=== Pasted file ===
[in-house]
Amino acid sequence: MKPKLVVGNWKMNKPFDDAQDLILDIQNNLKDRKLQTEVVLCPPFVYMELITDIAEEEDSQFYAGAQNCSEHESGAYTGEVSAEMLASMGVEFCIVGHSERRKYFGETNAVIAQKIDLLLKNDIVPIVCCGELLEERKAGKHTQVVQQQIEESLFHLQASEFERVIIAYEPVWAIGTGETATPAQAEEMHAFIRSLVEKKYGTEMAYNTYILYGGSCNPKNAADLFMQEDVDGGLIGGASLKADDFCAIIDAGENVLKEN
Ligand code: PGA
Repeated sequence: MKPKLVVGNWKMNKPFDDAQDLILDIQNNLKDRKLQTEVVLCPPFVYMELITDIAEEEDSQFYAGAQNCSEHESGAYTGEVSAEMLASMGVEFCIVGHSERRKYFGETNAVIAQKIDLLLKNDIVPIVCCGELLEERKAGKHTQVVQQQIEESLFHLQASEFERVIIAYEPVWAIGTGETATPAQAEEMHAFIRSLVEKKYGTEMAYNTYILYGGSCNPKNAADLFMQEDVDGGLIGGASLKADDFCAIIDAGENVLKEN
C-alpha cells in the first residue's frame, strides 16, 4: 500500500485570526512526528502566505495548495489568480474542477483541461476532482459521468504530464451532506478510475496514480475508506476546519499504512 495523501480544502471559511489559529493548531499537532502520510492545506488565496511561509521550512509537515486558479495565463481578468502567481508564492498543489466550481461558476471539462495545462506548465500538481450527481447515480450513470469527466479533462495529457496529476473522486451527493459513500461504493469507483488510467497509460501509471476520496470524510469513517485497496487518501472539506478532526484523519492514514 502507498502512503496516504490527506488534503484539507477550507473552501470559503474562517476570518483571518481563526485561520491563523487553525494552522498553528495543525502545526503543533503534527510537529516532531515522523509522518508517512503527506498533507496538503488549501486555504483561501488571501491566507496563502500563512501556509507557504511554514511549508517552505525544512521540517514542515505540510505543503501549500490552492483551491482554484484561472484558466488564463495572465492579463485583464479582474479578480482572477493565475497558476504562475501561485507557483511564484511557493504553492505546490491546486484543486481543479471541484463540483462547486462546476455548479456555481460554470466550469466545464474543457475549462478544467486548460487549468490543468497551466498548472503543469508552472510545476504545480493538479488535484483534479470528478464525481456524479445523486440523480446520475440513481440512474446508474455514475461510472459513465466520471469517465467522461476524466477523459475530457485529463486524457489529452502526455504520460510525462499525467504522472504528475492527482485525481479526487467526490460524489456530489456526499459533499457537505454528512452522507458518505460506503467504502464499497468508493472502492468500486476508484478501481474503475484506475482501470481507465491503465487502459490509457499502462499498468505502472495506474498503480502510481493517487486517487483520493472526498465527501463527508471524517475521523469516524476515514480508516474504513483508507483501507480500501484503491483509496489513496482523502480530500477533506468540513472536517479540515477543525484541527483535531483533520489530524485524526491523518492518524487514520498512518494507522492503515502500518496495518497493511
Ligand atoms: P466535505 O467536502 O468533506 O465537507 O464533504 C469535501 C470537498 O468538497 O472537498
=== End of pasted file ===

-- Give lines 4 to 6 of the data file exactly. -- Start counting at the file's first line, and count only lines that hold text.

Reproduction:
Repeated sequence: MKPKLVVGNWKMNKPFDDAQDLILDIQNNLKDRKLQTEVVLCPPFVYMELITDIAEEEDSQFYAGAQNCSEHESGAYTGEVSAEMLASMGVEFCIVGHSERRKYFGETNAVIAQKIDLLLKNDIVPIVCCGELLEERKAGKHTQVVQQQIEESLFHLQASEFERVIIAYEPVWAIGTGETATPAQAEEMHAFIRSLVEKKYGTEMAYNTYILYGGSCNPKNAADLFMQEDVDGGLIGGASLKADDFCAIIDAGENVLKEN
C-alpha cells in the first residue's frame, strides 16, 4: 500500500485570526512526528502566505495548495489568480474542477483541461476532482459521468504530464451532506478510475496514480475508506476546519499504512 495523501480544502471559511489559529493548531499537532502520510492545506488565496511561509521550512509537515486558479495565463481578468502567481508564492498543489466550481461558476471539462495545462506548465500538481450527481447515480450513470469527466479533462495529457496529476473522486451527493459513500461504493469507483488510467497509460501509471476520496470524510469513517485497496487518501472539506478532526484523519492514514 502507498502512503496516504490527506488534503484539507477550507473552501470559503474562517476570518483571518481563526485561520491563523487553525494552522498553528495543525502545526503543533503534527510537529516532531515522523509522518508517512503527506498533507496538503488549501486555504483561501488571501491566507496563502500563512501556509507557504511554514511549508517552505525544512521540517514542515505540510505543503501549500490552492483551491482554484484561472484558466488564463495572465492579463485583464479582474479578480482572477493565475497558476504562475501561485507557483511564484511557493504553492505546490491546486484543486481543479471541484463540483462547486462546476455548479456555481460554470466550469466545464474543457475549462478544467486548460487549468490543468497551466498548472503543469508552472510545476504545480493538479488535484483534479470528478464525481456524479445523486440523480446520475440513481440512474446508474455514475461510472459513465466520471469517465467522461476524466477523459475530457485529463486524457489529452502526455504520460510525462499525467504522472504528475492527482485525481479526487467526490460524489456530489456526499459533499457537505454528512452522507458518505460506503467504502464499497468508493472502492468500486476508484478501481474503475484506475482501470481507465491503465487502459490509457499502462499498468505502472495506474498503480502510481493517487486517487483520493472526498465527501463527508471524517475521523469516524476515514480508516474504513483508507483501507480500501484503491483509496489513496482523502480530500477533506468540513472536517479540515477543525484541527483535531483533520489530524485524526491523518492518524487514520498512518494507522492503515502500518496495518497493511
Ligand atoms: P466535505 O467536502 O468533506 O465537507 O464533504 C469535501 C470537498 O468538497 O472537498